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January 04, 2014

Michael Hirsh Aims at Edward Snowden, Accidentally Blows Off Own Leg

One of the most surprising things about members of the U.S political establishment is that they often don't know anything about anything. You'd think they would, in the same way you assume your doctor knows where your spleen is. But in many cases they're unfamiliar with the most basic facts about history, politics, etc.

For instance, here's Michael Hirsh of the National Journal lamenting the reporting on the NSA enabled by Edward Snowden:

So the question is, what purpose does this endless and seemingly indiscriminate exposure of American national-security secrets serve? This is most definitely not the Pentagon Papers, when the Post and the New York Times exposed the truth about a war already gone by. This is, if not quite a war, then at least a genuine present danger to Americans -- a threat that is, according to some officials, only growing more dangerous.

The Vietnam War was not "already gone by" in June, 1971 when the first excerpts of the Pentagon Papers were published. After turning himself in, Daniel Ellsberg famously said, "Wouldn't you go to prison to help end this war?" He did not say, "Wouldn't you go to prison to help expose the truth about a war already gone by?" (Also, the 1972 Democratic Party platform pledged to "end the war," which would be strange if it had already gone by.)

It is true that by the time of the publication of the Pentagon Papers, U.S. involvement in Vietnam had fallen significantly from its 1968 peak and the Nixon administration had put in motion plans to greatly reduce the use of U.S. ground troops. But by any measure it was still an enormous war. There were 250,000 U.S. troops in Vietnam at the beginning of June, 1971. And still to come was the napalming of Kim Phúc (June 8, 1972), and Nixon musing about using nuclear weapons on North Vietnam (December, 1972).

In addition, if the Vietnam War was over by 1971, that implies the Iraq War never happened at all. 2,414 U.S. troops died in Vietnam in 1971. The highest yearly death total in Iraq was 904 in 2007, and the most troops ever stationed there was 166,000.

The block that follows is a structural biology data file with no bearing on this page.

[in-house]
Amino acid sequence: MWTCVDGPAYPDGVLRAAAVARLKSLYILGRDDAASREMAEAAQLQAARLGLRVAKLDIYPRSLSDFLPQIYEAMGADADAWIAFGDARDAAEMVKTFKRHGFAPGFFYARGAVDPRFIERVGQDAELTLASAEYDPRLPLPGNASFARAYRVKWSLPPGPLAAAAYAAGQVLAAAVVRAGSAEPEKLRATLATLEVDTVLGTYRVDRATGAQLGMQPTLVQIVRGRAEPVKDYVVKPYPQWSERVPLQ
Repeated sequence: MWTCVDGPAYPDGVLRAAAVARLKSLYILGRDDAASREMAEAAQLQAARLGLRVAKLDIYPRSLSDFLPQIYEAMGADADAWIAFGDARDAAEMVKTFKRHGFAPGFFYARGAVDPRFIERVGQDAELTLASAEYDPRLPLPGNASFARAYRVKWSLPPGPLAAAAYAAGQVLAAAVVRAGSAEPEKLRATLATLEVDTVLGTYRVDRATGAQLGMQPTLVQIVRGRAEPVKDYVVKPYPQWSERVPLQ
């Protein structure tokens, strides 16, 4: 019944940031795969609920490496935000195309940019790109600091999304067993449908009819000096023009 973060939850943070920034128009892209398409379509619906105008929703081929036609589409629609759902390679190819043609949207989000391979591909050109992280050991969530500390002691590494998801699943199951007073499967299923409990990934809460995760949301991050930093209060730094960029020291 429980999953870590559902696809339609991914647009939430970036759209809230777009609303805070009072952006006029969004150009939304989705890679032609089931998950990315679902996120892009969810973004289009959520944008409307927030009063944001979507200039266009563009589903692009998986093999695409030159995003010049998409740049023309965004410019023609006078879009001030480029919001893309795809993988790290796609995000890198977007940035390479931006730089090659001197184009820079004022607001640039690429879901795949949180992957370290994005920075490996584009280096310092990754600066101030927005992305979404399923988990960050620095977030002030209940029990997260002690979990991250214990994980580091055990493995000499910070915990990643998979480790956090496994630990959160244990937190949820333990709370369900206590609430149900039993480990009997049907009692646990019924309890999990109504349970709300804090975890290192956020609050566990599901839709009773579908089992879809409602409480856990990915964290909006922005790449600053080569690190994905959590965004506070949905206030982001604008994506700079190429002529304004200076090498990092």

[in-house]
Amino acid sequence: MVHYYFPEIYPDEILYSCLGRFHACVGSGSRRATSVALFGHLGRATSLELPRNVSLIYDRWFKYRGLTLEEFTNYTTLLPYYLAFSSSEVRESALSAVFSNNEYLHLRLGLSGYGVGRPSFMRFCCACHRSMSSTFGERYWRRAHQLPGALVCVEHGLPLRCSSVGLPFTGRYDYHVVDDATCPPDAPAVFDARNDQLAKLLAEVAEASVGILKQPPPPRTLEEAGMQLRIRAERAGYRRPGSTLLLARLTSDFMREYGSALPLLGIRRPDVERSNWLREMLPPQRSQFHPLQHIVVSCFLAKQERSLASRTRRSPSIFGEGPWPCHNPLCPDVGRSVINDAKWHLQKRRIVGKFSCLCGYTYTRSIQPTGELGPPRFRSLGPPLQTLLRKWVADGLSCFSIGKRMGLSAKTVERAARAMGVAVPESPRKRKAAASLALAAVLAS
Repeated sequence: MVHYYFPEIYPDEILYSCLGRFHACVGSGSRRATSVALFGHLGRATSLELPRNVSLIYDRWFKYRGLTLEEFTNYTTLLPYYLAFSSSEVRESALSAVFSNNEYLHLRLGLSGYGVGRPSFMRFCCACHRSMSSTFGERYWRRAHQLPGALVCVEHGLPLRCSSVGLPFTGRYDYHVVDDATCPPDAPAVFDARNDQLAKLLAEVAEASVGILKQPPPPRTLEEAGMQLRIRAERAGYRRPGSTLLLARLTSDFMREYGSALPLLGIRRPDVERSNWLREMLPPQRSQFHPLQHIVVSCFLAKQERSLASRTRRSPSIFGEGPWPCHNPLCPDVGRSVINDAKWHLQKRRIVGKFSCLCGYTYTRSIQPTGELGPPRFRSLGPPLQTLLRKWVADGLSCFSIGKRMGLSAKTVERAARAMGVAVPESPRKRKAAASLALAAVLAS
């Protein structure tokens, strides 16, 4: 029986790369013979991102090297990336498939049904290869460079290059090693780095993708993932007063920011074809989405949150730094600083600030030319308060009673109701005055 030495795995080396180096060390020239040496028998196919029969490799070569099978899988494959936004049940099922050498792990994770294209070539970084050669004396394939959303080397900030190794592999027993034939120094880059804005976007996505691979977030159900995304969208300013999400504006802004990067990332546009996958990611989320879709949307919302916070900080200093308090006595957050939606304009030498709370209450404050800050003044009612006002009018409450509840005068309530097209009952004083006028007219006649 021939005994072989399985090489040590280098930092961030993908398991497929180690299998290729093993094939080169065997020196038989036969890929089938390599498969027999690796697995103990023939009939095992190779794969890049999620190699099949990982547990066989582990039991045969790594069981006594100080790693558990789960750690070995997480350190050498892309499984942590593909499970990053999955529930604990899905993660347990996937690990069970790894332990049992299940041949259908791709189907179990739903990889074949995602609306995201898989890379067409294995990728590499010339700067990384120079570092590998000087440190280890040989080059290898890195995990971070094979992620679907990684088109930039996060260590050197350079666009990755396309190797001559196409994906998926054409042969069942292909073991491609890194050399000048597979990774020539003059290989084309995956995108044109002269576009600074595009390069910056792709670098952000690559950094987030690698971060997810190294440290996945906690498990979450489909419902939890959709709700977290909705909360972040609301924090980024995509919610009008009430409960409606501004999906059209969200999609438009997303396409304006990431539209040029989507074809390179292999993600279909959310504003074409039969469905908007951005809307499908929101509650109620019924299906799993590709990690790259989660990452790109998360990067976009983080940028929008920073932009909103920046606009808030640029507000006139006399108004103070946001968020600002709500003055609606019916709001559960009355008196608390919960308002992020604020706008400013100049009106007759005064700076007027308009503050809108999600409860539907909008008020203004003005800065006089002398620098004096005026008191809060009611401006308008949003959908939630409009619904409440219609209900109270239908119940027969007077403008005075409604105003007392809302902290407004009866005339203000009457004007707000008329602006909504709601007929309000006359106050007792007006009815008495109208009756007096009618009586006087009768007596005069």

Finally, the Pentagon Papers also revealed important information about the bombing of Cambodia. And the great majority of the 2.7 million tons of bombs we dropped there were delivered after the Pentagon Papers were published. To put this in perspective, the Allies dropped just over 2 million tons of bombs in all of World War II, which is generally seen as a notable conflict.

Of course, even if Michael Hirsh were right and U.S. involvement in Indochina had been totally over by 1971, his perspective would still be something that's the opposite of journalism: i.e., that our government's actions should only be revealed once it's too late for us to do anything about them.

P.S. I strongly counsel against taking the advice of any doctor who thinks your spleen is located in your nose.

UPDATE: After this was posted, Hirsch edited his original article to read that the Vietnam war had "already largely gone by," without acknowledging the change. However, the original "already gone by" still appears in a pull quote.

—Jon Schwarz

Posted at January 4, 2014 01:51 PM